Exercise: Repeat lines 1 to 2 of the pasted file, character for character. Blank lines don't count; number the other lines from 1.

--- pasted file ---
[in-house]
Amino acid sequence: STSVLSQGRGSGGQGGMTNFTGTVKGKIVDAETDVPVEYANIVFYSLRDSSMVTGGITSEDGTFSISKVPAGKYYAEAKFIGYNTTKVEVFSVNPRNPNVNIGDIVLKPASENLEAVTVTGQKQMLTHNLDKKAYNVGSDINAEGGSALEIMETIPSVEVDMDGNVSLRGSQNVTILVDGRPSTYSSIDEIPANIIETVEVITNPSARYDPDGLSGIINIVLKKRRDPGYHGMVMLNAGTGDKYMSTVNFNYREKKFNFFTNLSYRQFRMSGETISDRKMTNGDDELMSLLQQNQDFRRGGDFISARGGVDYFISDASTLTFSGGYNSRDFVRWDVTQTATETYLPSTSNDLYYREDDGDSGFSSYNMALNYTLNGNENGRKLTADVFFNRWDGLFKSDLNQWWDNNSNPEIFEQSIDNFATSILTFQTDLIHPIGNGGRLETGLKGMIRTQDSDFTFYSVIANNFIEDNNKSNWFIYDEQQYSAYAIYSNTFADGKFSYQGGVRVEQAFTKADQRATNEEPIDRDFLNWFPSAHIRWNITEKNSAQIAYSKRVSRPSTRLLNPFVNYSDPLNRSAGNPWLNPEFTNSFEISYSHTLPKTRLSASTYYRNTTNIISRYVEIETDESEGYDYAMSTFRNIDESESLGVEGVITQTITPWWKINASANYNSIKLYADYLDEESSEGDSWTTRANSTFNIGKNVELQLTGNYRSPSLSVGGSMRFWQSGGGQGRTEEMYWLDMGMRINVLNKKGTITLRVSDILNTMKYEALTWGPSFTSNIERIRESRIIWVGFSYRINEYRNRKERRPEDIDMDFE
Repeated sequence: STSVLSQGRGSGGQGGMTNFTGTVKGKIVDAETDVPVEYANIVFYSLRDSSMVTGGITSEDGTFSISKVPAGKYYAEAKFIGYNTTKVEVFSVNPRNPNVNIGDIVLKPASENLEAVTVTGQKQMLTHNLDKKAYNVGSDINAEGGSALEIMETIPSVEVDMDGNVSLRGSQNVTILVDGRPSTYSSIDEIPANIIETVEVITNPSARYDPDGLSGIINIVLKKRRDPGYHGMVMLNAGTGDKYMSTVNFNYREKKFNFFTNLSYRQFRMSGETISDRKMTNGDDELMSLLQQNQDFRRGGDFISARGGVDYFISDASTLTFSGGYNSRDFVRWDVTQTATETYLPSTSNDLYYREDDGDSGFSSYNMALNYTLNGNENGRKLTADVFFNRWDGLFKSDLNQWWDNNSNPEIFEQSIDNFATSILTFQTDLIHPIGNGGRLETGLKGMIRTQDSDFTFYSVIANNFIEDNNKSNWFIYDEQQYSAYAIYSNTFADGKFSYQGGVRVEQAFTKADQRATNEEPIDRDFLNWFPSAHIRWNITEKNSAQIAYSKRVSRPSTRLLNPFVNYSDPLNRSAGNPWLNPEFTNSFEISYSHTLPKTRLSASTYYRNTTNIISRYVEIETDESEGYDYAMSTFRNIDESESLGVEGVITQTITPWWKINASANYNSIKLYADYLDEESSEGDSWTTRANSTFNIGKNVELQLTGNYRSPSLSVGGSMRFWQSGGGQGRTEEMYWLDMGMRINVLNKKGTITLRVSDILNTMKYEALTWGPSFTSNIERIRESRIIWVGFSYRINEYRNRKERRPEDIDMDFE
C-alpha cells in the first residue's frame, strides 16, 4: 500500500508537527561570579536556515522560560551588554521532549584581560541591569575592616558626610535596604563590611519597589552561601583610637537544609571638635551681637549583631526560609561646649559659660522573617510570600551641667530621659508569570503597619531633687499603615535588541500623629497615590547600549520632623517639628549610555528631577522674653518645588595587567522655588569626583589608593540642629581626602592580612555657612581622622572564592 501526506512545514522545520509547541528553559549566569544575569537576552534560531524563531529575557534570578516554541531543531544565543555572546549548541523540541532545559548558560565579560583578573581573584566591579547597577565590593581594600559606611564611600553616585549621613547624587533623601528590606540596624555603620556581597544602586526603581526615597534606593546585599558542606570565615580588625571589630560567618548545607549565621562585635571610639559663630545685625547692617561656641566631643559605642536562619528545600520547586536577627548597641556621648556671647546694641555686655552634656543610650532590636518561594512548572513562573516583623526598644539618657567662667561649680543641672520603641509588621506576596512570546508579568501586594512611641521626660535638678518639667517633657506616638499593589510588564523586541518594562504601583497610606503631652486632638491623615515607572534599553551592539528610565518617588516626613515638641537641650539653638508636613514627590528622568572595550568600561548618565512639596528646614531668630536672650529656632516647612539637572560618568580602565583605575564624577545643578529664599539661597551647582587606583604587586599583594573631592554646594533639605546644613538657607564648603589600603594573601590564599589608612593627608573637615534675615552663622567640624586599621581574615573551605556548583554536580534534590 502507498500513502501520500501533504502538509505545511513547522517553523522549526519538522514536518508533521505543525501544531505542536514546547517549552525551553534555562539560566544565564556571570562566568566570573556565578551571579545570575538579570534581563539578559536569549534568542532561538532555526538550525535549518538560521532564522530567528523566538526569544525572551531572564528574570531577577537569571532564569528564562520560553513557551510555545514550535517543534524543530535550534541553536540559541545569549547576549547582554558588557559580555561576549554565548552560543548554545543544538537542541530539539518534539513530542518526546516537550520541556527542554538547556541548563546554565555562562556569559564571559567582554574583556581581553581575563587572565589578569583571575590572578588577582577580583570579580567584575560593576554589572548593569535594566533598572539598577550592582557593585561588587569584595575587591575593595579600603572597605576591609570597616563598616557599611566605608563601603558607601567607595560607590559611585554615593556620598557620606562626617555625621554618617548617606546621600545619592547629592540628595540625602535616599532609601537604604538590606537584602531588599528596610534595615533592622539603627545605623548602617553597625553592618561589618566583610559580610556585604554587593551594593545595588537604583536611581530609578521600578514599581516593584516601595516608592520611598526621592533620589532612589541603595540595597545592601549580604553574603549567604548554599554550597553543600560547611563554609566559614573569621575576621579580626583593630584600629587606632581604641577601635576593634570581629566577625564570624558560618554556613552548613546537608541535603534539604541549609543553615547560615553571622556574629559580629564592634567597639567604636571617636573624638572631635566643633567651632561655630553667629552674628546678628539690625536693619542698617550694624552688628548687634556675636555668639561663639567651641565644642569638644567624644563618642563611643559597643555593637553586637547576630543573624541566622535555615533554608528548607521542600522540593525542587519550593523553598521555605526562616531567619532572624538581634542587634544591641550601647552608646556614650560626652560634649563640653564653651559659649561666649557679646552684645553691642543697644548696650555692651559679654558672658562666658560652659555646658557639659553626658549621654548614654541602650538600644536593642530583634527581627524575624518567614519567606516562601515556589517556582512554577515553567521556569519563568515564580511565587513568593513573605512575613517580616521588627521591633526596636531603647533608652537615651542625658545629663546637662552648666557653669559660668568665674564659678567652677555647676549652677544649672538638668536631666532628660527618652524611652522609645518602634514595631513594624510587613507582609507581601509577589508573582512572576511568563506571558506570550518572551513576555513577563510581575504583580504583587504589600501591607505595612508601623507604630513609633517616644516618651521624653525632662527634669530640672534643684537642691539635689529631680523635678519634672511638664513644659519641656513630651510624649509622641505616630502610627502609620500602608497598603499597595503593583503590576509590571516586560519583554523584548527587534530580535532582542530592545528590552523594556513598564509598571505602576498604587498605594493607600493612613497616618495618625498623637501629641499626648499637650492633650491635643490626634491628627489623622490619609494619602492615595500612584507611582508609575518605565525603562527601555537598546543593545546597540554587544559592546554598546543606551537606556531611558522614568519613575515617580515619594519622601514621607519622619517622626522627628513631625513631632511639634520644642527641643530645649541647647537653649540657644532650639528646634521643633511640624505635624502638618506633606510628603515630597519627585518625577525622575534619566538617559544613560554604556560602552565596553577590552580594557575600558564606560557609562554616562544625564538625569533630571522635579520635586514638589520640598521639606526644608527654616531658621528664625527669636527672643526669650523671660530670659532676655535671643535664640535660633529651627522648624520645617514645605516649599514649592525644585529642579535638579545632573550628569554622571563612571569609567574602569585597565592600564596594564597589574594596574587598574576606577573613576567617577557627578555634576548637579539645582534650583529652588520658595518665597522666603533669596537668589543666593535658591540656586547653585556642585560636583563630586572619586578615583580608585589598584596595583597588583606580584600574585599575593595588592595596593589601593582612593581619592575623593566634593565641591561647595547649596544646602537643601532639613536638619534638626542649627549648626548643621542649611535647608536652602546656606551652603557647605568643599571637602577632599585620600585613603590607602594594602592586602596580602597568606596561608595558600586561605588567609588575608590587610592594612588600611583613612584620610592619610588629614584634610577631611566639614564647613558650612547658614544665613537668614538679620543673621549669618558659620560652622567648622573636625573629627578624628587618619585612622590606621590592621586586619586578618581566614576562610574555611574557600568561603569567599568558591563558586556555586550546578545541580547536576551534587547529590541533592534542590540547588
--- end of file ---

[in-house]
Amino acid sequence: STSVLSQGRGSGGQGGMTNFTGTVKGKIVDAETDVPVEYANIVFYSLRDSSMVTGGITSEDGTFSISKVPAGKYYAEAKFIGYNTTKVEVFSVNPRNPNVNIGDIVLKPASENLEAVTVTGQKQMLTHNLDKKAYNVGSDINAEGGSALEIMETIPSVEVDMDGNVSLRGSQNVTILVDGRPSTYSSIDEIPANIIETVEVITNPSARYDPDGLSGIINIVLKKRRDPGYHGMVMLNAGTGDKYMSTVNFNYREKKFNFFTNLSYRQFRMSGETISDRKMTNGDDELMSLLQQNQDFRRGGDFISARGGVDYFISDASTLTFSGGYNSRDFVRWDVTQTATETYLPSTSNDLYYREDDGDSGFSSYNMALNYTLNGNENGRKLTADVFFNRWDGLFKSDLNQWWDNNSNPEIFEQSIDNFATSILTFQTDLIHPIGNGGRLETGLKGMIRTQDSDFTFYSVIANNFIEDNNKSNWFIYDEQQYSAYAIYSNTFADGKFSYQGGVRVEQAFTKADQRATNEEPIDRDFLNWFPSAHIRWNITEKNSAQIAYSKRVSRPSTRLLNPFVNYSDPLNRSAGNPWLNPEFTNSFEISYSHTLPKTRLSASTYYRNTTNIISRYVEIETDESEGYDYAMSTFRNIDESESLGVEGVITQTITPWWKINASANYNSIKLYADYLDEESSEGDSWTTRANSTFNIGKNVELQLTGNYRSPSLSVGGSMRFWQSGGGQGRTEEMYWLDMGMRINVLNKKGTITLRVSDILNTMKYEALTWGPSFTSNIERIRESRIIWVGFSYRINEYRNRKERRPEDIDMDFE